This title introduces a new series of expositional articles. What is the meaning of our title? There are a number of cases in Scripture where “the new” is set against “the old”, such as “the new covenant” being contrasted with “the old”. Generally “the old” relates to the prophetic forecasts and foreshadowings of Messiah found in the Old Testament, whereas “the new” concerns the Lord Jesus Christ and the surpassing blessings made available through him and these are revealed in the New Testament. Expositors of the Word have to relate “the new” to “the old” and show how Scripture has been fulfilled and vindicated. Jesus made reference to this when teaching his disciples when he asked them: “Have ye understood all these things?” They replied, “Yea, Lord”. Then he said unto them: “Therefore every scribe which is instructed unto the Kingdom of Heaven is like unto a man that is an householder, which bringeth forth out of his treasure things new and old” (Matt 13:52). This is essentially what this series of articles aims to do.

It will be seen that the Lord and the apostles, when quoting or citing from the Old Testament, take context into account. Often there are additional words and phrases taken from the context of direct Old Testament quotations which show their complete knowledge of Old Testament Scriptures and how appropriate or apposite the reference was. For example you will notice that Jude quotes directly from Zechariah 3:2: “The Lord rebuke thee” (Jude 9). But later in verse 23 he says: “And others save with fear, pulling them out of the fire; hating even the garment spotted by the flesh”. Significantly these words are drawn from Zechariah 3:2–3! Clearly Zechariah chapter 3 was in Jude’s mind as he warned believers in his day of the perils they were facing.

These linkages between the Old and New Testament demonstrate the unity of the Scriptures. They also provide the surest guidelines for interpreting Scripture. The Spirit’s comment about an Old Testament passage in the New Testament provides us with an infallible guide as we seek to rightly divide the Word of Truth.

“Woe to the Idol Shepherd”

  Following the transfiguration, the Lord made his way with the disciples south, eventually reaching Capernaum. He was conscious of a private dispute taking place between the twelve. He had been deliberately excluded from their wranglings, at least so they thought. When “in the house” however, he asked an embarrassing question: “What was it that ye disputed among yourselves by the way?” (Mark 9:33). They were silent, fearing that he had perceived the issue in which they had been so passionately, albeit secretly, involved. They had disputed among themselves who should be the greatest. In the Lord’s eyes this was a capital issue which could not be ignored. He made special preparations for his answer so that the danger lurking in their attitudes and the lessons to be learned might be driven home. He did not answer immediately. Rather he sat down and assembled the whole of the twelve disciples. His actions and his words were deliberate: “If any man desire to be first, the same (in italics, and can be omitted, showing the solemn emphasis) shall be last of all, and servant of all”(v34–35). By this statement he demonstrated his knowledge of their disputings as well as his condemnation of their attitudes.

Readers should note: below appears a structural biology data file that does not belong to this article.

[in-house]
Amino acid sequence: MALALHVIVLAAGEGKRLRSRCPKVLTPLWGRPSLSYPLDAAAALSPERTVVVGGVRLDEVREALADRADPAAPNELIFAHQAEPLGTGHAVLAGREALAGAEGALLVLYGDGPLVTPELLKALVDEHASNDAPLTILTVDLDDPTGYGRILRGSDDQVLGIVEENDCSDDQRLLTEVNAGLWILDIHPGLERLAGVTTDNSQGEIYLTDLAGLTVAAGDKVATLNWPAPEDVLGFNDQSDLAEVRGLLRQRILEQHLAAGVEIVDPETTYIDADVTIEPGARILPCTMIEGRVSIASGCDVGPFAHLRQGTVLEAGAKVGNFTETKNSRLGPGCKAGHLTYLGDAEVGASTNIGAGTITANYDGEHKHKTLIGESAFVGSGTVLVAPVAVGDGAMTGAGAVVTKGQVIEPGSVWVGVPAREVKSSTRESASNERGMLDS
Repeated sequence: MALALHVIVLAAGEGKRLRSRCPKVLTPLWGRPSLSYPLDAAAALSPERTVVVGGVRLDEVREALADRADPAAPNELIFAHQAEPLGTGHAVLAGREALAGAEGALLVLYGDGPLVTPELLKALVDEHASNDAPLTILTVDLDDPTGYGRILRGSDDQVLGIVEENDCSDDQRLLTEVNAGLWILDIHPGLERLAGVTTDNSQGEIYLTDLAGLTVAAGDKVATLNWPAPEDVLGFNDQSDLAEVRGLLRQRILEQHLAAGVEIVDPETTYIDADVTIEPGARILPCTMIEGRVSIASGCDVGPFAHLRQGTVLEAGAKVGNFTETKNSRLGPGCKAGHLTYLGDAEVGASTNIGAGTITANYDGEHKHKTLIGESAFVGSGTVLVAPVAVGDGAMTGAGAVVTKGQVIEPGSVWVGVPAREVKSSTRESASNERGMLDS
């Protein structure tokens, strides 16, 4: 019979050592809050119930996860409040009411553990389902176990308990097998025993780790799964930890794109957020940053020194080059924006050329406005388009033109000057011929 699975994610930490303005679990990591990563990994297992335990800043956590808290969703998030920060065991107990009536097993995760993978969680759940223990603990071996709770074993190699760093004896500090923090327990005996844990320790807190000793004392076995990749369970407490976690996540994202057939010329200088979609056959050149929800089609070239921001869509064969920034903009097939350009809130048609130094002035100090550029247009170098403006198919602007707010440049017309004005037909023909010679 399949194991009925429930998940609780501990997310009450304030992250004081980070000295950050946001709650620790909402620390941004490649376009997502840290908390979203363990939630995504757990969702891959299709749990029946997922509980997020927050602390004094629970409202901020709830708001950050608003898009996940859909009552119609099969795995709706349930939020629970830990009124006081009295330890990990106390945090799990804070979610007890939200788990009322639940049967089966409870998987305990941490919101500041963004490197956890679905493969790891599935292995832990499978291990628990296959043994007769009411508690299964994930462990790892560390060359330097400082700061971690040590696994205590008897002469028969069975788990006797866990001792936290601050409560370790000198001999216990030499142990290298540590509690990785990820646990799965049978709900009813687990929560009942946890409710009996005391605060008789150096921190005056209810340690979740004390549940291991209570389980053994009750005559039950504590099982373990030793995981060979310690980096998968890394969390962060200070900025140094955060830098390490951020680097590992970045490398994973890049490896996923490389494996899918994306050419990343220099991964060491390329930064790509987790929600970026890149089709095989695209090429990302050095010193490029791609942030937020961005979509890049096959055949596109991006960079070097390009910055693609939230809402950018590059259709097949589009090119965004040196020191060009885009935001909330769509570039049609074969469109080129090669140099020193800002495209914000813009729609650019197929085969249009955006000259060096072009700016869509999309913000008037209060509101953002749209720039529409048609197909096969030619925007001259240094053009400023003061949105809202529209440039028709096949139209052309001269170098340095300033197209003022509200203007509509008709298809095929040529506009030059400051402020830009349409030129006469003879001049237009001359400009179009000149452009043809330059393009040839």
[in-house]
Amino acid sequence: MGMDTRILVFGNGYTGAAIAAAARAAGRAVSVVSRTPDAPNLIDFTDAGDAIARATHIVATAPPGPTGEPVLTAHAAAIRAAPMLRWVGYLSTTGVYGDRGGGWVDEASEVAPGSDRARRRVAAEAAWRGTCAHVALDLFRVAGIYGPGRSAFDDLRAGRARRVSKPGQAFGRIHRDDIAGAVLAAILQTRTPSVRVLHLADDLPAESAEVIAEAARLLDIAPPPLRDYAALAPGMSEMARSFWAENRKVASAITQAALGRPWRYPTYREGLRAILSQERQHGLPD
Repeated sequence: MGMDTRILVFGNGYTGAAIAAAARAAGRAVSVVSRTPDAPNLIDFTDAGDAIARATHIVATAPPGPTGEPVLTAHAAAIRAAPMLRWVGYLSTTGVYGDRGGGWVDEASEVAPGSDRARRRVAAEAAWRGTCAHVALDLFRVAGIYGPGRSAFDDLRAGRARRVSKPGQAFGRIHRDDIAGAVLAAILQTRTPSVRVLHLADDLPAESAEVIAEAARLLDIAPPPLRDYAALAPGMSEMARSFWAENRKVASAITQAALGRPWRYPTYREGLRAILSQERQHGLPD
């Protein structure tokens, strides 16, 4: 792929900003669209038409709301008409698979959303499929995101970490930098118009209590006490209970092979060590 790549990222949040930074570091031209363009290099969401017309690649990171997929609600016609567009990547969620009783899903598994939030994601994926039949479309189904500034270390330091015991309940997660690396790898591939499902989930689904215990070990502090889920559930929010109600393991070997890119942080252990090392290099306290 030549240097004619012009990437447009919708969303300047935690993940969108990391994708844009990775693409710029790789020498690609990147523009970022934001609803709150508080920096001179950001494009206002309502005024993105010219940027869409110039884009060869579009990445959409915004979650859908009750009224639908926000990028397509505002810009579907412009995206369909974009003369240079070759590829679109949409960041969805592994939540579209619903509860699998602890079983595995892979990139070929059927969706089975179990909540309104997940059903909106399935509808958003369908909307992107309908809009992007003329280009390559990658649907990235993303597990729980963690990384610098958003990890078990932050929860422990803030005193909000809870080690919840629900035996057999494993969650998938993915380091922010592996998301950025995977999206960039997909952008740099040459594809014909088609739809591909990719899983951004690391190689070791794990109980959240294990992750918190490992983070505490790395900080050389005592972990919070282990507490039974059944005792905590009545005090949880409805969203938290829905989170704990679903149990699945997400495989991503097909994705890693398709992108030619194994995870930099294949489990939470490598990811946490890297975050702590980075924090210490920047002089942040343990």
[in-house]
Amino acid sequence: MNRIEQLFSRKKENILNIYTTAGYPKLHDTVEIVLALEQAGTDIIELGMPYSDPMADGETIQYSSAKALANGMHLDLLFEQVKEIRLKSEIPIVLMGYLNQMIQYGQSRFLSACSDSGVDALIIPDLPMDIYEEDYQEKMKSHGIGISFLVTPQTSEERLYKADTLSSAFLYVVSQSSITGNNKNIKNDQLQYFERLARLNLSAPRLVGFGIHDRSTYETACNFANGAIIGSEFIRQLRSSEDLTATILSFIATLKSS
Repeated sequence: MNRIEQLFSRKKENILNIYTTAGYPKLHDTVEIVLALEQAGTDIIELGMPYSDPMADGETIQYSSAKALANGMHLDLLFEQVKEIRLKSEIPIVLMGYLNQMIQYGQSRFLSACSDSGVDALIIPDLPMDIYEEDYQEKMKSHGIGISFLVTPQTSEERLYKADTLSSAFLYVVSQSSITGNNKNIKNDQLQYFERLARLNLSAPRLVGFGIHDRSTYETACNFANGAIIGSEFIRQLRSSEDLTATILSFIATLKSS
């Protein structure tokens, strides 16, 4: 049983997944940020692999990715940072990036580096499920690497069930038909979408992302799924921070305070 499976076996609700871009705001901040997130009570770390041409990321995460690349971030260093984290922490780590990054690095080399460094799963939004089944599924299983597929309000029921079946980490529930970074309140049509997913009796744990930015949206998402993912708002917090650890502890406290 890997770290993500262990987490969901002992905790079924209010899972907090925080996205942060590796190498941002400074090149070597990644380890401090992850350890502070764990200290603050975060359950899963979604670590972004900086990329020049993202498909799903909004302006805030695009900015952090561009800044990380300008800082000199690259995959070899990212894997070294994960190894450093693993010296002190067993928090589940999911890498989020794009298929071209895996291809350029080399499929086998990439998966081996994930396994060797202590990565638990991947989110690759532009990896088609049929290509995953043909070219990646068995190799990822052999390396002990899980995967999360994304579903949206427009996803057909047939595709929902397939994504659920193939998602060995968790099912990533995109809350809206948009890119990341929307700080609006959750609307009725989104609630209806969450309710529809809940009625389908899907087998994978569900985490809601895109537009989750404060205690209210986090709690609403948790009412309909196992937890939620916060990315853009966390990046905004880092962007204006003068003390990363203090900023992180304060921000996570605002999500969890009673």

He Shall Gather the Lambs with his Arm

Further, he illustrates the point he is about to make with actions. He took a child and set him in their midst. This done, he raised the child “in his arms” and spoke some salient words. His actions were highly significant, because they connect “the new” with “the old”. His action associates him with Messiah of Isaiah 40:9–10 where the good news is proclaimed to Zion: the Lord Yahweh would come with a strong hand and his arm would rule for him. Moreover this one, the Messiah, would administer his affairs and kingdom with the compassion of a shepherd: “He shall feed his flock like a shepherd: he shall gather the lambs with his arm, and carry them in his bosom, and shall gently lead those that are with young” (v11).